Energy Manager

CSA launches GHG CleanStart Registry

Reducing greenhouse gas (GHG) emissions has become a business necessity for Canadian companies of all sizes. The success of Canadian organizations whose business decisions and operations affect, and are affected by climate change will depend on their proactive efforts in improving their carbon performance and achieving carbon neutrality. For this reason, the Canadian Standards Association has launched the GHG CleanStart Registry – to help businesses of all sizes with the process of improving their carbon performance and working towards carbon neutrality.

October 22, 2008  By Newswire

“We are working to help organizations of all sizes establish their carbon footprint baselines and, from there, develop a plan to manage them,” says Michel Girard, CSA’s director of climate change. “This allows companies to publicly showcase their efforts and receive recognition for it as well.”

CSA acquired the Voluntary Challenge Registry in 2005, a registry focused on large organizations across the country. “For SMEs, the depth of that registry is too complex,” says Girard. The new service lays out the steps needed to reach carbon neutrality under ISO 14064-1 standards.

But the initial steps are the most critical.

“The hardest thing for most companies to do initially is getting the data,” says Girard. “Companies have to ask, ‘what are our heating and cooling bills? What are our other utility bills?’ With that information in hand, it doesn’t take that much to calculate your footprint, but we have the resources to help companies with that. Once you’ve gone through the process once, you just replicate it for the next year.”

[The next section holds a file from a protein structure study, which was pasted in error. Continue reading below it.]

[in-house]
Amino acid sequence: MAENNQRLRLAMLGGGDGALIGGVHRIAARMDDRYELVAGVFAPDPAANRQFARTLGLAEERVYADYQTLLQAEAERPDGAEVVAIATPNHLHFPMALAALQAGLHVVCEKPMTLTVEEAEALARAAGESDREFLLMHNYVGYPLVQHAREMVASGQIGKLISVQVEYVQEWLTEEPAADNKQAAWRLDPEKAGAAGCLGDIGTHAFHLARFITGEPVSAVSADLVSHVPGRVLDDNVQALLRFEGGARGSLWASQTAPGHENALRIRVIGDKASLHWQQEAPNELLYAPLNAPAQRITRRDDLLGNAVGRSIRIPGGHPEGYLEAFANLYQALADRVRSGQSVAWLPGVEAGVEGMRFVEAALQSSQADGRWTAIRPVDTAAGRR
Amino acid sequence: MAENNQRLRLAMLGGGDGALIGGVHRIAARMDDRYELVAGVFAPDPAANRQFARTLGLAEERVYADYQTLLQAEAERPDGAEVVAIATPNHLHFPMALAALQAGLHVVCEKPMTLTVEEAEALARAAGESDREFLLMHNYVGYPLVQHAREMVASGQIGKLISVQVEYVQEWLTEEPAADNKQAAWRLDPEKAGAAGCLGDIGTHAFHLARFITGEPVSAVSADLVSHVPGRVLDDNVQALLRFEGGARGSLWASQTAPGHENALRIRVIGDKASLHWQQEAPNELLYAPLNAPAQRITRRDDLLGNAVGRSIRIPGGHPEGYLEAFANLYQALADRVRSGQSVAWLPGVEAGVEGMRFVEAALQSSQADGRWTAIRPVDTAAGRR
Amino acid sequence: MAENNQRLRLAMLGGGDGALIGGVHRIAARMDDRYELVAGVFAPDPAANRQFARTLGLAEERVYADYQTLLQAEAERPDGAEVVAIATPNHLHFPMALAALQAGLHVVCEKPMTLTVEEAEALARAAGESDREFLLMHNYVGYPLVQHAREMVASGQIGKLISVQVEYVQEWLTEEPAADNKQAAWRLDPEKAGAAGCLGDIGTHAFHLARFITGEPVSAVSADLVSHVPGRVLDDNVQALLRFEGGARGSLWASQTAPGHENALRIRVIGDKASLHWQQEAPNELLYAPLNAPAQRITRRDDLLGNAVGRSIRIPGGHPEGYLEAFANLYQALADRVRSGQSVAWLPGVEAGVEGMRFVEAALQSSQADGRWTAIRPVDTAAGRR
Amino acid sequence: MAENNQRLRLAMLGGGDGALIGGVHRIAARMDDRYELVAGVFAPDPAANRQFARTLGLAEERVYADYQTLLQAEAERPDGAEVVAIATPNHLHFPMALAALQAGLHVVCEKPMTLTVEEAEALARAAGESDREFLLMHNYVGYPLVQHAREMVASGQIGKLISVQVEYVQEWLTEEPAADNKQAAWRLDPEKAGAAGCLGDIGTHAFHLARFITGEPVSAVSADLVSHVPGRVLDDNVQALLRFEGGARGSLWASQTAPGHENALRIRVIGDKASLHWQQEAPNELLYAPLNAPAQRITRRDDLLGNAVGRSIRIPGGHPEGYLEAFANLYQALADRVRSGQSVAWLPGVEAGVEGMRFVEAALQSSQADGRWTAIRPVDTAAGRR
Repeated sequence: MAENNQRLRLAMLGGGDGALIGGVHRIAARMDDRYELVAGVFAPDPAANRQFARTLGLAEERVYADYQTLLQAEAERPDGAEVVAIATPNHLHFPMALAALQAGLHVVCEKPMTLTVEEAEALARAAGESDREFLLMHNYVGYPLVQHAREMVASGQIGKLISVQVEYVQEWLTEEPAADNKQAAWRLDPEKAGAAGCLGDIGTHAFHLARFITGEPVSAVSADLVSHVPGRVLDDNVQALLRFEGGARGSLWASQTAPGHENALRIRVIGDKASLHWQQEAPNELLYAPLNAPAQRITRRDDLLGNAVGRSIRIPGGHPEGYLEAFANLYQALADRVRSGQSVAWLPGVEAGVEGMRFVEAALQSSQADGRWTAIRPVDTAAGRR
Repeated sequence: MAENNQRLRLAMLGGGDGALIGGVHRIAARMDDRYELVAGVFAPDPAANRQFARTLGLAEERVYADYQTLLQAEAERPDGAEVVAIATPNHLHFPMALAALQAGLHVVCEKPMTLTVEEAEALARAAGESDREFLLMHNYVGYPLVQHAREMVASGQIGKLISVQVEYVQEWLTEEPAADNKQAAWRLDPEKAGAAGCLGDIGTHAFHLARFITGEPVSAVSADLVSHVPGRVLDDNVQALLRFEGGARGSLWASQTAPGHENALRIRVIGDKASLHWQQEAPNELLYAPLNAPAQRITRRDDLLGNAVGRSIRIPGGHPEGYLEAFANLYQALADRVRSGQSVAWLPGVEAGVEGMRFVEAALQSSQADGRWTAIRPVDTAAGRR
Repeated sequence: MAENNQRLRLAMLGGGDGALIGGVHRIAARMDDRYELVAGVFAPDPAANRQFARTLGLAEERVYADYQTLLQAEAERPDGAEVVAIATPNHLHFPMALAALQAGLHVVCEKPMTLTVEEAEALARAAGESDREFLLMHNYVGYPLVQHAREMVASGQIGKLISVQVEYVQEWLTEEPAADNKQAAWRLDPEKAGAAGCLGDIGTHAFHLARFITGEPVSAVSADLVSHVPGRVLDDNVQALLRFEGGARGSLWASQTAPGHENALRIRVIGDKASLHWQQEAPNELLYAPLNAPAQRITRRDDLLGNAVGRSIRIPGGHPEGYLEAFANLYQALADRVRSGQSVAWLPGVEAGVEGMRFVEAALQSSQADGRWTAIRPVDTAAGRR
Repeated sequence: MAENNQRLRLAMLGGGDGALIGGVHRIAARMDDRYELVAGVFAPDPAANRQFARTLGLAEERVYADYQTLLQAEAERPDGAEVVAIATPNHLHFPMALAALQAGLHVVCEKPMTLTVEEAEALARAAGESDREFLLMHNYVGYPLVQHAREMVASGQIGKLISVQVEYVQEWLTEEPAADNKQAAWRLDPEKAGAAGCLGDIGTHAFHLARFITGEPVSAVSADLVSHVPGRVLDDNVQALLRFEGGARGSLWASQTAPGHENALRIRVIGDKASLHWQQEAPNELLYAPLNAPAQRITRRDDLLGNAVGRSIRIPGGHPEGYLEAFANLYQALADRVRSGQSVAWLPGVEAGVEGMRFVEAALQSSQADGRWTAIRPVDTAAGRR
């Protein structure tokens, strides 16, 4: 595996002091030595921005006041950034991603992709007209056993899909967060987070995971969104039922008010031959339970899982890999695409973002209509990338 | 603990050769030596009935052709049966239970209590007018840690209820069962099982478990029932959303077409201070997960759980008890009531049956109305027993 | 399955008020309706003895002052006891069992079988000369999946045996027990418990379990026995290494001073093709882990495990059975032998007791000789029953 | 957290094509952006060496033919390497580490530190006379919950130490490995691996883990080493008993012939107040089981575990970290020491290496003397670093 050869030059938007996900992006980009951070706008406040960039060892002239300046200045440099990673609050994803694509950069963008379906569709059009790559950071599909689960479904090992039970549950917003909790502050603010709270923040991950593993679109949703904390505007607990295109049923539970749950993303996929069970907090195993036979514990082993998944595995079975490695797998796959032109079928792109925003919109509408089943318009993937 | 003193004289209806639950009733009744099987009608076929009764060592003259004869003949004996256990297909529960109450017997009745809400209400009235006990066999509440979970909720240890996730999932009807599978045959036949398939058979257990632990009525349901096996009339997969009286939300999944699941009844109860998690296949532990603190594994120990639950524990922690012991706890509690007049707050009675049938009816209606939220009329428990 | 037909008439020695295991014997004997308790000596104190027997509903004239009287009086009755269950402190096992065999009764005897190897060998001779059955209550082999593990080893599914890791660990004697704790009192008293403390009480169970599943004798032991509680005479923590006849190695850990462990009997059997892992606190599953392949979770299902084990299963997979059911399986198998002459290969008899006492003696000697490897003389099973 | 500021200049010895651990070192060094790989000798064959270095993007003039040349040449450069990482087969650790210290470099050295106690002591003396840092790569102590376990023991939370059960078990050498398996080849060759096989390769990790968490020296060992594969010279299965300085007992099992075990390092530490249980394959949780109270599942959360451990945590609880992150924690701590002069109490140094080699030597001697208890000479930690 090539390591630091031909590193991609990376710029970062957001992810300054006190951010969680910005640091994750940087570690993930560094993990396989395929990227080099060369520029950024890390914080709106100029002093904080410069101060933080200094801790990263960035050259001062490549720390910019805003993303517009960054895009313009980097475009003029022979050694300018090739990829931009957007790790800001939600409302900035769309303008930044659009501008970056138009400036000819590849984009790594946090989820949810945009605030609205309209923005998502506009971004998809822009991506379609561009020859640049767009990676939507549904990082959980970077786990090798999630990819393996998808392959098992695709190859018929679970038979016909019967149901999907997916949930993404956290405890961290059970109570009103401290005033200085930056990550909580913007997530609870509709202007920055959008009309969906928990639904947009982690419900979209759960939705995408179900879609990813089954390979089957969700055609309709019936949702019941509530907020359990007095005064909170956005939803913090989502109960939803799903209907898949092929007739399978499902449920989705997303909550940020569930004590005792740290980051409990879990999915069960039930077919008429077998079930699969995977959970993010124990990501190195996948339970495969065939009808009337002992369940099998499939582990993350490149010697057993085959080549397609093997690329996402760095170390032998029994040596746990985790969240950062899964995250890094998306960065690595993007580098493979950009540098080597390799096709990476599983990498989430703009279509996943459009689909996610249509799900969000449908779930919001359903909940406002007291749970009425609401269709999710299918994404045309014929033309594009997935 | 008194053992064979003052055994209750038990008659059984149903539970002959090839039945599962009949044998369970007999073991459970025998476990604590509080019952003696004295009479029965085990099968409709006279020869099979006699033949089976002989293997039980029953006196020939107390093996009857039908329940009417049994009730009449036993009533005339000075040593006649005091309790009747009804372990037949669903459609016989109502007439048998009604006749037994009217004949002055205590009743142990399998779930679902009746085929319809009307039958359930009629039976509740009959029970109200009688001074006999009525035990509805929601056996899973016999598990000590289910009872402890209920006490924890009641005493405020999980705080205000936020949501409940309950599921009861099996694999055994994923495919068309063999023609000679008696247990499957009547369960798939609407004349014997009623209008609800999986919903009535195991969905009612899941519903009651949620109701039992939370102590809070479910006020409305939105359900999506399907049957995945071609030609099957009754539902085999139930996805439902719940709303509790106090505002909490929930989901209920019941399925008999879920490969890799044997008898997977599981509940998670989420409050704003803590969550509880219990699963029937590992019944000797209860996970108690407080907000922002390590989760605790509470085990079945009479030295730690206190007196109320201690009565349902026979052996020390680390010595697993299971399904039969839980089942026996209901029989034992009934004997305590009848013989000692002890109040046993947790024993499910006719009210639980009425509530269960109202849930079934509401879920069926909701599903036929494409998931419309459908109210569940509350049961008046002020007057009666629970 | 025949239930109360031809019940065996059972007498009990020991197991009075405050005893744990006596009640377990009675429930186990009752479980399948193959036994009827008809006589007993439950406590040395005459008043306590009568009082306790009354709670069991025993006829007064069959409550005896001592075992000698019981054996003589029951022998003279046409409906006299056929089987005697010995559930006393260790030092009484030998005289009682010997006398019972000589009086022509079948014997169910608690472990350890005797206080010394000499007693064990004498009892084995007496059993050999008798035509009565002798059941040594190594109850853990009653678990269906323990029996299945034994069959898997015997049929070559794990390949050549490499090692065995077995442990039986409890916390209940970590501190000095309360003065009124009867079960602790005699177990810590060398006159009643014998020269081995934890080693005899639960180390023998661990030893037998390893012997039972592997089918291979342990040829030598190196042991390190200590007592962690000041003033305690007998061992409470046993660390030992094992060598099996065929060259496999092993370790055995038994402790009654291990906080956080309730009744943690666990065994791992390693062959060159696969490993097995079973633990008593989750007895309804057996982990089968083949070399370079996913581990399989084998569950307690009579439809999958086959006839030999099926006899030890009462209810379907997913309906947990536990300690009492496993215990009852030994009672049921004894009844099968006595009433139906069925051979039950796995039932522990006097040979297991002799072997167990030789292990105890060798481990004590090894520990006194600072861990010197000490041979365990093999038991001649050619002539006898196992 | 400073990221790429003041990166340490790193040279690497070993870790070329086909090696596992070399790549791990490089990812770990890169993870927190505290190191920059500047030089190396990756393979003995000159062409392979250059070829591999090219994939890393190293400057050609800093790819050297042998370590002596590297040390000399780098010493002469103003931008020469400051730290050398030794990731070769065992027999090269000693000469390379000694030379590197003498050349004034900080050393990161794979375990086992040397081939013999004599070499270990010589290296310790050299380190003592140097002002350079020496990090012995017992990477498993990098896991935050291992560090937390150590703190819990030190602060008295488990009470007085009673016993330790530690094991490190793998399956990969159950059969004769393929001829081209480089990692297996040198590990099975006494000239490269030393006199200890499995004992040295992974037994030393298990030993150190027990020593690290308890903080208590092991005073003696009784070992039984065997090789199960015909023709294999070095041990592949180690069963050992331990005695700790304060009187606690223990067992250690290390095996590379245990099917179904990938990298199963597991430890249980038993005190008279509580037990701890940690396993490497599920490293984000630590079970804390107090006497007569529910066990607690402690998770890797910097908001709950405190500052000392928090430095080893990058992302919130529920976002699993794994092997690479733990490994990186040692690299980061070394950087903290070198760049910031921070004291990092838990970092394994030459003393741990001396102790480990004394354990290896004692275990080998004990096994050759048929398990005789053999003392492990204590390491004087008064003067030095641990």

“CEO’s say to us, ‘I’m prepared to work on my carbon footprint, but make it easy and make the business case for me,’” says Girard. “Once they see what energy is being wasted, they see the opportunities for savings.”

Registration involves four essential steps:
1.    Complete an application form to make intent public.
2.    Measure current carbon footprint and complete the Carbon Footprint Report (the GHG CleanStart Registry website offers a number of calculators, templates, checklists and guidance materials).
3.    Document actions, purchases of renewable energy certificates and ownership of verified emission reductions to offset emissions in the Carbon Neutral Report.
4.    Make a self-declaration of carbon-neutral status, or obtain third-party verification in a manner consistent with ISO 14064-3.

Organizations who complete steps satisfactorily as determined by CSA will receive a CSA carbon neutral certificate and/or a letter of participation.

The value of such a registry is that it offers participants an opportunity to benchmark themselves against their peers.
“If your company hasn’t started considering this issue, you should get ready because legislative change is going to come,” says Girard. “This gives companies an opportunity to get ahead of the crowd and create recognizable change.”

For more information visit  

Print this page


Stories continue below